Sunday, June 01, 2008

BLOGS: Blogging for sickos …

Guess what. Blogging is good for you.

Actually, not blogging as such. Scientific America reports in its May 2008 issue that “expressive writing” or “writing about personal experiences, thoughts and feelings” can be more than just therapeutic.

Apparently blogging of this kind can help people with a range of conditions, from HIV to cancer to sleep disorders. That’s presuming, of course, that you don’t blog at odd hours.

However, scientists haven’t yet seen exactly how this works. All they know is that it works.

Scientists’ understanding about the neurobiology underlying therapeutic writing must remain speculative for now. Attempts to image the brain before and after writing have yielded minimal information because the active regions are located so deep inside. Recent functional magnetic resonance imaging studies have shown that the brain lights up differently before, during and after writing, notes James Pennebaker, a psychologist at the University of Texas at Austin. But Pennebaker and others remain skeptical about the value of such images because they are hard to duplicate and quantify.

Most likely, writing activates a cluster of neurological pathways, and several researchers are committed to uncovering them. At the University of Arizona, psychologist and neuroscientist Richard Lane hopes to make brain-imaging techniques more relevant by using those techniques to study the neuroanatomy of emotions and their expressions. Nancy Morgan, lead author of the Oncologist study, is looking to conduct larger community-based and clinical trials of expressive writing. And Pennebaker is continuing to investigate the link between expressive writing and biological changes, such as improved sleep, that are integral to health. “I think the sleep angle is one of the more promising ones,” he says.

The health benefits of blogging have become so widely recognised that ...

Some hospitals have started hosting patient-authored blogs on their Web sites as clinicians begin to recognize the therapeutic value. Unlike a bedside journal, blogging offers the added benefit of receptive readers in similar situations, Morgan explains: “Individuals are connecting to one another and witnessing each other’s expressions—the basis for forming a community.”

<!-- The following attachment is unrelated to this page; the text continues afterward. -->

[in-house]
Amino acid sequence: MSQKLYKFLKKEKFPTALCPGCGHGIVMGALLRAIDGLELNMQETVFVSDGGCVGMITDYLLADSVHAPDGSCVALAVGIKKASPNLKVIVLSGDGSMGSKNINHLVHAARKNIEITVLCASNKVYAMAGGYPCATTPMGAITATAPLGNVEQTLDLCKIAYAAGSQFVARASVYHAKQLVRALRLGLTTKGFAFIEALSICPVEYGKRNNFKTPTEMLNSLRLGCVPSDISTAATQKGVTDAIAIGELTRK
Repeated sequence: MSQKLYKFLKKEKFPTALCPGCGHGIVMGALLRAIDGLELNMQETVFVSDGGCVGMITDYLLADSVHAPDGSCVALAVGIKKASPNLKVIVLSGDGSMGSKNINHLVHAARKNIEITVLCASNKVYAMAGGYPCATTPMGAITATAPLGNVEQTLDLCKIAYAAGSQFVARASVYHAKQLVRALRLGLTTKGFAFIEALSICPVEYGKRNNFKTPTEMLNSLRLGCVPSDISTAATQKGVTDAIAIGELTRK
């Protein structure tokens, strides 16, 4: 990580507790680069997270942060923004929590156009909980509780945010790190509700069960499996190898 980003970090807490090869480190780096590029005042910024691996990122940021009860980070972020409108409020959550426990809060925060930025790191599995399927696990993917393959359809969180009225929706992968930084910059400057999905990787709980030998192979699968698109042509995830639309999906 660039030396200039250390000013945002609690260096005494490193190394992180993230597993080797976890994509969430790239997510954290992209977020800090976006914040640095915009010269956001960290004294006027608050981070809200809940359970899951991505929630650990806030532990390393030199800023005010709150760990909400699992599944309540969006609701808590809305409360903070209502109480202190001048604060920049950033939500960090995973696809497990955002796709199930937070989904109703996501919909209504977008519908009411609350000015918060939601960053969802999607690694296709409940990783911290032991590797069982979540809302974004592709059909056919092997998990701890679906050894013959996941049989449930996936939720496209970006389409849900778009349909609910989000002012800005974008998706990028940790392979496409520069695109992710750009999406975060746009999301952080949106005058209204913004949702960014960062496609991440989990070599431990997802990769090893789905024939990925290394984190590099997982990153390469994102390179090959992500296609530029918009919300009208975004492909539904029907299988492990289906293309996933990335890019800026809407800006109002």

So hanging out with sick people can make you feel better. Maybe that’s why so many sick people hang around this blog.

Surely this shit can't be good for you!

(Thanks to SJH)

BOOKS: Leaving the faith …

I’m currently reading Tanya Levin’s People In Glass Houses: An Insider’s Story Of A Life In & Out Of Hillsong.

I must admit that I am reading it with a grain of salt. Ex-members of faiths aren’t often the best sources of information on the beliefs and practices of the faith they left behind. I’ve written about this phenomenon in an article for on neo-Conservative ex-Muslim Ayaan Hirsi Magaan and Islamist ex-Jew Maryam Jameelah (formerly Margaret Marcus).

Unlike these two writers, Tanya Levin seems to give her old congregation a relatively fair hearing. She acknowledges that she did gain a lot from her old faith, and that much of her disillusionment was caused by factors outside any involvement with the church.

Levin doesn’t engage in wholesale attacks on Christianity as a whole, nor does she call for the human rights of Christians to be curtailed (unlike Ayaan Hirsi Magaan). However, she does expose some of the peculiar spiritual and emotional pathologies that can play havoc with young minds drenched in what Levin labels “Christian fundamentalism”.

Levin recently appeared at the Sydney Writers’ Festival. The book is written in a sassy style and makes a great read. A review of the book can be found here. You can also read what Tanya Levin says about Hillsong's Mercy Ministries project here.

Words © 2008 Irfan Yusuf

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